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Re: Acer forest planting

Post  lordy on Fri Apr 13, 2012 2:46 pm

OK, here goes. And you probably wont want to hear it, but for two reasons, you should plant them back in the ground. First, you live in an environment that is not great for growing trees. And second, if you want the seedlings to grow into trees to use in the forest planting, they wont be developing very quickly at all in plastic pots. If your family member would permit you to, why not arrange to start a grow bed at the site of the parent tree. It obviously does well enough to produce seeds, so should be able to support seedlings. After a few years you can put together that forest. For the short term, go ahead and air layer the parent tree branch and you can have that at your apt. in a few months. Maple forests are not difficult to get very nice results with.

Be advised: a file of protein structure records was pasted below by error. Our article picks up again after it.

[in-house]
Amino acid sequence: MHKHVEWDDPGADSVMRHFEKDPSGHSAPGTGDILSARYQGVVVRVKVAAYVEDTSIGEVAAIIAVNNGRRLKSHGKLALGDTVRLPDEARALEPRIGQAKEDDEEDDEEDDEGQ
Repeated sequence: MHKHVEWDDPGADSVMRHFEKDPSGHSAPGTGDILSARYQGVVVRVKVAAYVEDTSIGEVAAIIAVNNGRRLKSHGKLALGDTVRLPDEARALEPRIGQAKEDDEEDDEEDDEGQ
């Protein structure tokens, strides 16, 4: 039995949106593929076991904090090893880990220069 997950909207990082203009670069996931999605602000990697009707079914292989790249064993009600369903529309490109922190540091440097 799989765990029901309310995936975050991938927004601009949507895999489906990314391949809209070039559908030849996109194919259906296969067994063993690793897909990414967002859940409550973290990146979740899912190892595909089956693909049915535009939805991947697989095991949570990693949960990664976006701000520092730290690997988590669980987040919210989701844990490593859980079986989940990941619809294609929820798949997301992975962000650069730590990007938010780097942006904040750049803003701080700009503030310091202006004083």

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Re: Acer forest planting

Post  Tyler on Fri Apr 13, 2012 2:56 pm

An interesting point to bring up about the parent tree. On CBC (national radio in Canada) there was a piece about a horticultural student looking at growth in parent-sibling growing environments versus in areas away from home. Long story short, it turns out trees had a more aggressive growth when planted with competition, that is to say not around the parent tree environment. Sibling trees generally played nice with one-another in the safe environment.

I would say its not imperative to get them in the ground next to where they were collected , but it is to get them back in the ground regardless.